3 &#58 2 &#58 1 … Get Cracking

Refining is a highly cyclical business, and not a sector I would recommend for the buy-and-hold investor. But traders who get their timing right can enjoy superb results, as has been the case for refining bulls over the past year.

refining stocks chart

Refiners make money by converting crude oil into finished products such as gasoline, diesel and fuel oil. A refiner’s profit margin is the difference between the cost of crude oil purchased and the price of finished products sold. This is what’s known in the industry as “the crack spread.” “Crack” refers to the fact that oil is being cracked, or split up, into the various refined products, and “spread” reflects the price spread between the raw material (crude) and the processed fuels.

refining products breakdown

Although a barrel of oil is refined into many finished products, the crack spread typically refers only to the crude oil input and the gasoline and distillate output. The most widely utilized crack spread for US refineries is called the 3:2:1, which estimates the profitability of converting three barrels of oil into two barrels of gasoline and one barrel of distillate (diesel, jet fuel, and fuel oil).

The crack spread is a rough approximation. Reality is more complex. For example, three barrels of light, sweet crude oil run through a typical US refinery will actually produce less than 1.5 barrels of gasoline, perhaps one barrel of distillates and, depending on the refinery configuration, the remainder could be lubricants, waxes, coke, asphalt and liquefied petroleum gases. (European refineries are configured differently to accommodate Europe’s higher demand for distillates.)

The price of crude oil is obviously a critical factor in the calculation of the crack spread, and it varies with the properties of the crude and the cost of transporting it to a refinery. Thus, crack spreads can span a wide range, and the profitability of a refiner will be strongly influenced by the selection of available crudes.

This is why East Coast refineries were shutting down last year to avoid losses even as Midwestern competitors were reporting record profits. The refineries in the Midwest had access to cheaper crude than those on the East Coast.

Light, sweet crudes with access to waterborne transportation are highly sought after, and are therefore generally more expensive. Examples include the Brent and the Louisiana Light Sweet. Crude extracted from remote fields must be transported to refineries at a higher cost and will therefore trade at a discount. As US oil production has ramped up over the past few years, West Texas Intermediate (WTI) began to trade a discount to the waterborne crudes like Brent.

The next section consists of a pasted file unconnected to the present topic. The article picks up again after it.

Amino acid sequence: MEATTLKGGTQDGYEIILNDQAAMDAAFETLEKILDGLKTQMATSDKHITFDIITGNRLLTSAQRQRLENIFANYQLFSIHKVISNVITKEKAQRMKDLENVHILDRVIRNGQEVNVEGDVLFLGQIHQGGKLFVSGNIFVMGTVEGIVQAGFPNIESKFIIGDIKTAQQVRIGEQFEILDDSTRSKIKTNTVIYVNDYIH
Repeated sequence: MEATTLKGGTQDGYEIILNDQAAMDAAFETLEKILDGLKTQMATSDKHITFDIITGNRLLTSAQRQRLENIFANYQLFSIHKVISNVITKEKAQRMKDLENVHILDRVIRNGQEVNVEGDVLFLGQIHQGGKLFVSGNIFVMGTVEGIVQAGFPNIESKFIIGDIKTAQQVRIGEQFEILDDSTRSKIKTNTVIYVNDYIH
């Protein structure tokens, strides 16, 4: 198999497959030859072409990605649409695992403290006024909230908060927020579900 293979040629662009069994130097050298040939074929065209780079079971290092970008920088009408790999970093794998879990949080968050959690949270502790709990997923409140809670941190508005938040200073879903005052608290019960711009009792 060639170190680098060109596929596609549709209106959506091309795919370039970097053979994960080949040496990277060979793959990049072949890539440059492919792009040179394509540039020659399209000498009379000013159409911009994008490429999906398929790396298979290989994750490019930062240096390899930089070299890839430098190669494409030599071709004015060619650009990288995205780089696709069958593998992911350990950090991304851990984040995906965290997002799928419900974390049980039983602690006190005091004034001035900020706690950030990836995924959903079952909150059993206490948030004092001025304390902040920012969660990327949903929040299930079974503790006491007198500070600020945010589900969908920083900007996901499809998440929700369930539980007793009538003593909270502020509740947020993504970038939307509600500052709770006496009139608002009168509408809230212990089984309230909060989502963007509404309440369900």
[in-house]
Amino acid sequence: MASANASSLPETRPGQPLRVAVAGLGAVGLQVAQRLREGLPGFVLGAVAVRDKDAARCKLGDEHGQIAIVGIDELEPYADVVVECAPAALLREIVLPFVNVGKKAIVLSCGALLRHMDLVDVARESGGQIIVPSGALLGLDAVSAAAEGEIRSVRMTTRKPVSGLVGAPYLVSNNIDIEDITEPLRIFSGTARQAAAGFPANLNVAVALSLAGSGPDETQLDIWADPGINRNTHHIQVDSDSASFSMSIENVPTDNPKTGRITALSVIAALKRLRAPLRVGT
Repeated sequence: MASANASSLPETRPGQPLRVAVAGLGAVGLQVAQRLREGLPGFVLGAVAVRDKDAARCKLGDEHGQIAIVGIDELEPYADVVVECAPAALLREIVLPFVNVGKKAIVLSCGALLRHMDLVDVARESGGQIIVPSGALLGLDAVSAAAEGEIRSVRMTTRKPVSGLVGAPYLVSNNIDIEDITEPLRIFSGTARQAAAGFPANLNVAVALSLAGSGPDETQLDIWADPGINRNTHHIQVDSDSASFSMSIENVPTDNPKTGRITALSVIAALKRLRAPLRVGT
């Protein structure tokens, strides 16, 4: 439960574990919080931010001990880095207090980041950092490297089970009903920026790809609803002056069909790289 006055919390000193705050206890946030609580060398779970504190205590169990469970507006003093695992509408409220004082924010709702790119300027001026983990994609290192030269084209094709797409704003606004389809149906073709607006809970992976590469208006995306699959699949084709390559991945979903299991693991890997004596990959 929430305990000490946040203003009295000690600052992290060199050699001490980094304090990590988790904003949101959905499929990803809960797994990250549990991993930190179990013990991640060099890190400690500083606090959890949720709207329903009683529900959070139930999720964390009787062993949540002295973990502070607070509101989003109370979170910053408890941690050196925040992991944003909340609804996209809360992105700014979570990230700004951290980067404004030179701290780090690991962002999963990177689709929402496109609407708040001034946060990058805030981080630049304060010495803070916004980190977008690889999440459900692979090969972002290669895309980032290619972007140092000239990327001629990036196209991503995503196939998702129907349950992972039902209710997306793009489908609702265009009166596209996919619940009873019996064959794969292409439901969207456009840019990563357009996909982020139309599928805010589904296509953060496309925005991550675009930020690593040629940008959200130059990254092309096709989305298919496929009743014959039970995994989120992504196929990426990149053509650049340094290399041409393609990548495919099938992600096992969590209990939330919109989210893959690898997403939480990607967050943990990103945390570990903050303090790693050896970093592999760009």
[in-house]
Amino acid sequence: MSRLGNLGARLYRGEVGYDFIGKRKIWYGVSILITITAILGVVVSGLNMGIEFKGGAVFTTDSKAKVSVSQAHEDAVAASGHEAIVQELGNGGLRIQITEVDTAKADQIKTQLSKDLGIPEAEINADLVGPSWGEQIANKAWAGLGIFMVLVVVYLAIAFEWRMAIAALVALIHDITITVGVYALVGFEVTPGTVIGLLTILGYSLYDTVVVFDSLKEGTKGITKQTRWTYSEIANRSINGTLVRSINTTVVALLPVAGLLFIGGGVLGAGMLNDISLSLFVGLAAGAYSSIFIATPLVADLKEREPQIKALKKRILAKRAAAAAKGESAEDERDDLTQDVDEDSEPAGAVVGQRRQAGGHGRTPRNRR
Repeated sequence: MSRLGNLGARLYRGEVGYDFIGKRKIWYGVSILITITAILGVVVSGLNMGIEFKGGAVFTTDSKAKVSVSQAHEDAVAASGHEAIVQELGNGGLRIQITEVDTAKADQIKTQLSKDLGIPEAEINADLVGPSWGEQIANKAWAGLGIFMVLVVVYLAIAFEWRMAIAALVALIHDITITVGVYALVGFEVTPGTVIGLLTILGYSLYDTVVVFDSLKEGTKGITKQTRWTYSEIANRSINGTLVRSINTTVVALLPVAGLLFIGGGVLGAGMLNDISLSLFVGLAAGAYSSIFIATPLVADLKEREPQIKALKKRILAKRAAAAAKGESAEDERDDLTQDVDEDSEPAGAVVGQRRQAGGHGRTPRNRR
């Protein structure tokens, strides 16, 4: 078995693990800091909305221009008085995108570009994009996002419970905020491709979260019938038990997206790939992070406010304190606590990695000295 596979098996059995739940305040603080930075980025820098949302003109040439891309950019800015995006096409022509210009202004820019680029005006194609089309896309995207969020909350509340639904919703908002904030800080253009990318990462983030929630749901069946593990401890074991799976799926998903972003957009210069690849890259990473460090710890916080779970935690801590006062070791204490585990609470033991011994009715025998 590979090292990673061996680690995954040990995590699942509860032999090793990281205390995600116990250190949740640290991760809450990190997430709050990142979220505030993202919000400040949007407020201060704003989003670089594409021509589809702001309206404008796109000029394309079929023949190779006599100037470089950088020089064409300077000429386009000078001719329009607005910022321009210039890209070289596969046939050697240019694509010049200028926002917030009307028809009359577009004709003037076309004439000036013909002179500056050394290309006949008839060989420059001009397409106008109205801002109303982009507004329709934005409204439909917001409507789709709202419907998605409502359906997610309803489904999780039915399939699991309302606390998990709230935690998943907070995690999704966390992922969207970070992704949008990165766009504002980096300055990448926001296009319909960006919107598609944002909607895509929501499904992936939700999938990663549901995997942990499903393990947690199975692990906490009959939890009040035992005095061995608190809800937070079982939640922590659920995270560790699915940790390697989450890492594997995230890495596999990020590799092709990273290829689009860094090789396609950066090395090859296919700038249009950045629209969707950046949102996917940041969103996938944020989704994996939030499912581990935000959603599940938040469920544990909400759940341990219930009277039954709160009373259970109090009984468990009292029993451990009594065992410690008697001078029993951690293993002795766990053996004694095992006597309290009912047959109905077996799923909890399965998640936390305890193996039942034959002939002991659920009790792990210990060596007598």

Brent-WTI spread chart

Crudes from the Bakken area face even higher transport costs than the WTI and typically trade at a $2/bbl discount (although that differential has ranged from a $25-per-barrel discount to WTI in early 2012 to a $5-per-barrel premium in September 2012). The heavy crudes from western Canada are even more disadvantaged than those from the Bakken, and typically trade at a $20-$30/bbl discount to WTI.

Bakken-WTI spread chart

Geography is not the only factor that influences the price of crude oil. Crude can be light or heavy, sweet or sour, and it can be contaminated with various metals such as vanadium. Light, sweet crudes require the least processing, and historically more refineries were configured to process light, sweet crudes. These crudes have traditionally commanded the highest prices.

Heavy crudes require additional processing, in which the heavier hydrocarbons are cracked into smaller molecules. Sour crudes — those with a higher sulphur content — require hydrotreaters to remove the sulfur. More processing may be needed to remove the metals from crude oil. The more processing is required, the more complex — and costly — the refinery.

At present, the perfect refinery from an investor’s point of view would have the following characteristics:

  • Access to discounted crudes

  • The complexity to process heavy, sour crudes

  • Access to waterborne transport for finished products

For example, our ideal refinery would be sufficiently complex to process and advantageously located to secure the deeply discounted heavy Canadian crudes, but with a finished product pipeline to port facilities.

While no company can ever fully match this ideal, some are better positioned than others. Further, geographical diversification is important, because today’s conditions may change. If WTI were to trades at a premium to Brent in the future, for example, the definition of the ideal refinery would change.

In this week’s issue of The Energy Strategist, we will take a look at which refiners are poised to build upon this past year’s amazing run.